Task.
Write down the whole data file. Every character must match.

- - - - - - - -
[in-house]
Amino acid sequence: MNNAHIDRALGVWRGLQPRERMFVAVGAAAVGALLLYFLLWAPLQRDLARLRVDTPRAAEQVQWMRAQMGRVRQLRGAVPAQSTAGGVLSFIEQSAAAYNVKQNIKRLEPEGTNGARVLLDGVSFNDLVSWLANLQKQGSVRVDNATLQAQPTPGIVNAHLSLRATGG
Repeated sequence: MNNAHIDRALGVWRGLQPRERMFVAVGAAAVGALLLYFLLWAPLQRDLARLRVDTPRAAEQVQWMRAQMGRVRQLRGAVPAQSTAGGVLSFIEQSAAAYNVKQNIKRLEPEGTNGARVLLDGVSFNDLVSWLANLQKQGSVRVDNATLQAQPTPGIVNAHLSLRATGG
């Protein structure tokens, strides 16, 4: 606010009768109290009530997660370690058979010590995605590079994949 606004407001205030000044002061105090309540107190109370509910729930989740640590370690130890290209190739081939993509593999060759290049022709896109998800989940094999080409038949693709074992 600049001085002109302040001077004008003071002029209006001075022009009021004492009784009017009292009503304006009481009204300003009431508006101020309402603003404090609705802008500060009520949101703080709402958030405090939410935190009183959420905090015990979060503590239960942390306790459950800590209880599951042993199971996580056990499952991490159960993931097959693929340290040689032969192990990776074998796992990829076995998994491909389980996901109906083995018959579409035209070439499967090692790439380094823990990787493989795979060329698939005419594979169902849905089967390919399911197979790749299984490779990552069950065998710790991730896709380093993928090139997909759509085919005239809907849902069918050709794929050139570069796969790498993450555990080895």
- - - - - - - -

[in-house]
Amino acid sequence: MNNAHIDRALGVWRGLQPRERMFVAVGAAAVGALLLYFLLWAPLQRDLARLRVDTPRAAEQVQWMRAQMGRVRQLRGAVPAQSTAGGVLSFIEQSAAAYNVKQNIKRLEPEGTNGARVLLDGVSFNDLVSWLANLQKQGSVRVDNATLQAQPTPGIVNAHLSLRATGG
Repeated sequence: MNNAHIDRALGVWRGLQPRERMFVAVGAAAVGALLLYFLLWAPLQRDLARLRVDTPRAAEQVQWMRAQMGRVRQLRGAVPAQSTAGGVLSFIEQSAAAYNVKQNIKRLEPEGTNGARVLLDGVSFNDLVSWLANLQKQGSVRVDNATLQAQPTPGIVNAHLSLRATGG
């Protein structure tokens, strides 16, 4: 606010009768109290009530997660370690058979010590995605590079994949 606004407001205030000044002061105090309540107190109370509910729930989740640590370690130890290209190739081939993509593999060759290049022709896109998800989940094999080409038949693709074992 600049001085002109302040001077004008003071002029209006001075022009009021004492009784009017009292009503304006009481009204300003009431508006101020309402603003404090609705802008500060009520949101703080709402958030405090939410935190009183959420905090015990979060503590239960942390306790459950800590209880599951042993199971996580056990499952991490159960993931097959693929340290040689032969192990990776074998796992990829076995998994491909389980996901109906083995018959579409035209070439499967090692790439380094823990990787493989795979060329698939005419594979169902849905089967390919399911197979790749299984490779990552069950065998710790991730896709380093993928090139997909759509085919005239809907849902069918050709794929050139570069796969790498993450555990080895």